When we have difficult events in our relationships it is easy to push them aside and diminish their impact on our lives. The belief that rehashing things only brings up painful feelings again is a prevalent experience. However, by not stepping into the messiness of relationships we miss out on the opportunity to gain a deeper understanding and often a deeper intimacy.
I’m sure this has happened to you. Something small came up in your partnership. It could have been someone reminding the other not to forget something. Feelings are surprisingly hurt and there is a moment where this can be explored. Instead of the possibility of deepening there is a decision not to go there.
“I’m fine, it wasn’t a big deal.” “I don’t want to deal with this.”
Of course at that moment it may not be the right time. A more appropriate time may be later. However, for many of us we don’t want to have to talk about what happened because we are tired of the uncomfortable feelings that come when engaging in these types of conversations. We want to avoid having painful feelings come up. We don’t want to admit to feeling hurt or having to acknowledge what we said hurt our loved one.
All of this makes sense. But what is lost. In my opinion what is lost is more intimacy.
When we move towards each other in these situations we offer space to repair any hurts and be able to acknowledge the importance of our relationship. Taking time to do the relational work says the relationship is a priority.
The other important outcome can be an opportunity to be more vulnerable. When we speak to our lover with an openness to admit our failings and express our fears and shame we open a place for them to deepen into our world. They can feel us in a way that before this moment they didn’t feel us. When this happens it brings forth the possibility of more love and trust in the relationship.
Being vulnerable with our partners is difficult. Our nervous systems our designed to keep us safe. We all have known fear responses that happened outside of our conscious awareness. The sudden jumping back from a car, or the instinctual sense that where you are isn’t safe. This happens without us consciously choosing it. It is our nervous system’s protection imperative.
Our nervous system also makes it difficult to step into vulnerable conversations because we feel uncomfortable sensations in our bodies. It may be a tightness in our chest, a gripping in our throat or nausea in our bellies. These are all messages telling us not to get vulnerable. However, because humans have a pre-frontal cortex we can override this instinctual response and know that it is okay to be vulnerable with our lover. We step into the moment and express our vulnerability which gives our partner the potential for hurting us.
But if we are vulnerable and honest and we do this with a loved one it is quite rare for your significant to hurt back. What is more likely is mutual sharing.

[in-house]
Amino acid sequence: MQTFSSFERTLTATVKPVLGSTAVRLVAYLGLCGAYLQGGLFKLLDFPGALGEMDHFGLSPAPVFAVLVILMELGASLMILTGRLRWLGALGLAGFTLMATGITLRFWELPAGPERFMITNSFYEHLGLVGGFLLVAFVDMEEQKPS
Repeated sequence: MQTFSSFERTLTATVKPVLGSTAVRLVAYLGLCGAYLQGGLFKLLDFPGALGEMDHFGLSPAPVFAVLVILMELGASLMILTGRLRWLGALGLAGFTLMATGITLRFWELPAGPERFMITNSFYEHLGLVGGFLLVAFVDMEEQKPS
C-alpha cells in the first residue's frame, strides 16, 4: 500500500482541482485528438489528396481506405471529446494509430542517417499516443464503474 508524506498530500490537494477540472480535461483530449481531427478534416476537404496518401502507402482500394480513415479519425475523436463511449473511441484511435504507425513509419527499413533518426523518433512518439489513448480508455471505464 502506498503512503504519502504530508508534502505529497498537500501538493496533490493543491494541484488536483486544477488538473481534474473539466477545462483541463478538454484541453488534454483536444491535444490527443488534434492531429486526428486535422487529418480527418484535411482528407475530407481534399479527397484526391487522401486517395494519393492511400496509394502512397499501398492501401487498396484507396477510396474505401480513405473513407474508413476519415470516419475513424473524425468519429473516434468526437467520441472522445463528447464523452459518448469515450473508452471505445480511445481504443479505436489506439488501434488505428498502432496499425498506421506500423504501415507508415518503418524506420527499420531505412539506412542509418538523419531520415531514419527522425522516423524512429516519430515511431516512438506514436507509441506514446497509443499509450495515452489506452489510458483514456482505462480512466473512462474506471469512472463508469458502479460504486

“I was hurt by what you said this morning. I know it isn’t that big of a deal but I still felt hurt. I guess I’m worried that you don’t care about me sometimes.”
“It feels really good to hear what you are really feeling. I want you to know that I do really care about you.”
This is the kind of response we get from a loved one. This kind of moment is what intimacy is.
In my own experience I feel a lot of discomfort every time I express my vulnerability with my wife. Time and time again I am met with tenderness and love. This makes it easier to do the next time because I keep having a good experience. Still, my nervous system is on alert each time. I’m glad my nervous system is designed to keep me safe. Sometimes I even thank the uncomfortable sensations that are there to stop my vulnerable expression. I know they are trying help.
So the next time you feel that minor “ouch” from something your partner says try not to avoid it. Stay present with the hurt. Notice if there is something deeper in why you were hurt by what was said. Reach out for your partner and take a few moments to express what you felt with honest vulnerability.
If you are looking to bring more of this type of relating into your life feel free to email me or call.
Wishing You The Day You Need To Have!
Intimate relationship promises so, so much, but only delivers what we put into it. This does not mean that it’s all work—far from it! Much of what we need to put into it is what we need to extend to the world anyway: our love, our compassion, our integrity, our courage, our yearning for a deeper life. And what a lucid joy it is to enter so fully in consciously shared living—shared heart, shared being, shared evolution—that everything that arises, no matter how painful, is permitted to further our intimacy.
~ Robert Augustus Masters, from To Be A Man.